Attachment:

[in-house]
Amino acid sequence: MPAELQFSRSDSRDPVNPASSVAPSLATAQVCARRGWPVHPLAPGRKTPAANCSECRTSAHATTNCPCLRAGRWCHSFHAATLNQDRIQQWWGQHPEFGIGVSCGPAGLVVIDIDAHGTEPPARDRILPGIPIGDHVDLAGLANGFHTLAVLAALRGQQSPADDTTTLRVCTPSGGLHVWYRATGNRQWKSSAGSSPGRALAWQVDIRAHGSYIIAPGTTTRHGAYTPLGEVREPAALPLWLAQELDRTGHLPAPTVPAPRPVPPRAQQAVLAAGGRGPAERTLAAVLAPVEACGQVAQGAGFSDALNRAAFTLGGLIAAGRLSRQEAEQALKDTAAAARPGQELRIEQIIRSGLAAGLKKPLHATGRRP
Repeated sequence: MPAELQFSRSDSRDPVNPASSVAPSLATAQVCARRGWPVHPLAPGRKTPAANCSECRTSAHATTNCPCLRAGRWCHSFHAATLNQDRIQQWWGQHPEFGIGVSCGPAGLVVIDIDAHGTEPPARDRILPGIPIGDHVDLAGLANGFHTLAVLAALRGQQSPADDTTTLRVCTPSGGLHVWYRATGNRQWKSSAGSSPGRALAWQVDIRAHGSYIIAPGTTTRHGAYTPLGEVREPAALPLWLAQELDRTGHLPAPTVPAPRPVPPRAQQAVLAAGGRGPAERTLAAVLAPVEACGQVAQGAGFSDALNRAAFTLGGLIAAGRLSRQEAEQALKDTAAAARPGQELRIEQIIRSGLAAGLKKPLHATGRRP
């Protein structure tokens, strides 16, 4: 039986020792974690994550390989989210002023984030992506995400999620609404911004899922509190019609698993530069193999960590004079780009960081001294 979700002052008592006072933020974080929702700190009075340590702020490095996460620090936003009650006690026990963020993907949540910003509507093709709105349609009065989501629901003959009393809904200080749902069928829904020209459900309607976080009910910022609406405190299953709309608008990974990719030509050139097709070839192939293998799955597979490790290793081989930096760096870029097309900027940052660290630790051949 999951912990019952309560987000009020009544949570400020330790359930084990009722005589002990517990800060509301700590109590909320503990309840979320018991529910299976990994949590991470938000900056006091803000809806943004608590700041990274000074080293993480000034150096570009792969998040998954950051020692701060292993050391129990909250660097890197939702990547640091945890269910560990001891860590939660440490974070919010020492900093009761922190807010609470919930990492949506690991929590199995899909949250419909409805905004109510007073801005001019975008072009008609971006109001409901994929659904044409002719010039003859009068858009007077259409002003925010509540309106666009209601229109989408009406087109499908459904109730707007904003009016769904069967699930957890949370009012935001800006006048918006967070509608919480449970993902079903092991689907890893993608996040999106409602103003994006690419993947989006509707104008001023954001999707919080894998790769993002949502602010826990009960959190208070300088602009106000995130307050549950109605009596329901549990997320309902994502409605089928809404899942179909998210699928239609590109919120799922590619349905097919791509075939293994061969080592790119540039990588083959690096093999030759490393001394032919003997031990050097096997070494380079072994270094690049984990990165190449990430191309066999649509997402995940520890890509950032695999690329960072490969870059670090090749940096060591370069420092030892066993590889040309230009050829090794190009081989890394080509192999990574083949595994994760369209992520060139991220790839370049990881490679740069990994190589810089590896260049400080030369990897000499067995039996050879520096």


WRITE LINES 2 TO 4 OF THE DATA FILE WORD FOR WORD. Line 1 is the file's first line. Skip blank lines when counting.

Amino acid sequence: MPAELQFSRSDSRDPVNPASSVAPSLATAQVCARRGWPVHPLAPGRKTPAANCSECRTSAHATTNCPCLRAGRWCHSFHAATLNQDRIQQWWGQHPEFGIGVSCGPAGLVVIDIDAHGTEPPARDRILPGIPIGDHVDLAGLANGFHTLAVLAALRGQQSPADDTTTLRVCTPSGGLHVWYRATGNRQWKSSAGSSPGRALAWQVDIRAHGSYIIAPGTTTRHGAYTPLGEVREPAALPLWLAQELDRTGHLPAPTVPAPRPVPPRAQQAVLAAGGRGPAERTLAAVLAPVEACGQVAQGAGFSDALNRAAFTLGGLIAAGRLSRQEAEQALKDTAAAARPGQELRIEQIIRSGLAAGLKKPLHATGRRP
Repeated sequence: MPAELQFSRSDSRDPVNPASSVAPSLATAQVCARRGWPVHPLAPGRKTPAANCSECRTSAHATTNCPCLRAGRWCHSFHAATLNQDRIQQWWGQHPEFGIGVSCGPAGLVVIDIDAHGTEPPARDRILPGIPIGDHVDLAGLANGFHTLAVLAALRGQQSPADDTTTLRVCTPSGGLHVWYRATGNRQWKSSAGSSPGRALAWQVDIRAHGSYIIAPGTTTRHGAYTPLGEVREPAALPLWLAQELDRTGHLPAPTVPAPRPVPPRAQQAVLAAGGRGPAERTLAAVLAPVEACGQVAQGAGFSDALNRAAFTLGGLIAAGRLSRQEAEQALKDTAAAARPGQELRIEQIIRSGLAAGLKKPLHATGRRP
């Protein structure tokens, strides 16, 4: 039986020792974690994550390989989210002023984030992506995400999620609404911004899922509190019609698993530069193999960590004079780009960081001294 979700002052008592006072933020974080929702700190009075340590702020490095996460620090936003009650006690026990963020993907949540910003509507093709709105349609009065989501629901003959009393809904200080749902069928829904020209459900309607976080009910910022609406405190299953709309608008990974990719030509050139097709070839192939293998799955597979490790290793081989930096760096870029097309900027940052660290630790051949 999951912990019952309560987000009020009544949570400020330790359930084990009722005589002990517990800060509301700590109590909320503990309840979320018991529910299976990994949590991470938000900056006091803000809806943004608590700041990274000074080293993480000034150096570009792969998040998954950051020692701060292993050391129990909250660097890197939702990547640091945890269910560990001891860590939660440490974070919010020492900093009761922190807010609470919930990492949506690991929590199995899909949250419909409805905004109510007073801005001019975008072009008609971006109001409901994929659904044409002719010039003859009068858009007077259409002003925010509540309106666009209601229109989408009406087109499908459904109730707007904003009016769904069967699930957890949370009012935001800006006048918006967070509608919480449970993902079903092991689907890893993608996040999106409602103003994006690419993947989006509707104008001023954001999707919080894998790769993002949502602010826990009960959190208070300088602009106000995130307050549950109605009596329901549990997320309902994502409605089928809404899942179909998210699928239609590109919120799922590619349905097919791509075939293994061969080592790119540039990588083959690096093999030759490393001394032919003997031990050097096997070494380079072994270094690049984990990165190449990430191309066999649509997402995940520890890509950032695999690329960072490969870059670090090749940096060591370069420092030892066993590889040309230009050829090794190009081989890394080509192999990574083949595994994760369209992520060139991220790839370049990881490679740069990994190589810089590896260049400080030369990897000499067995039996050879520096």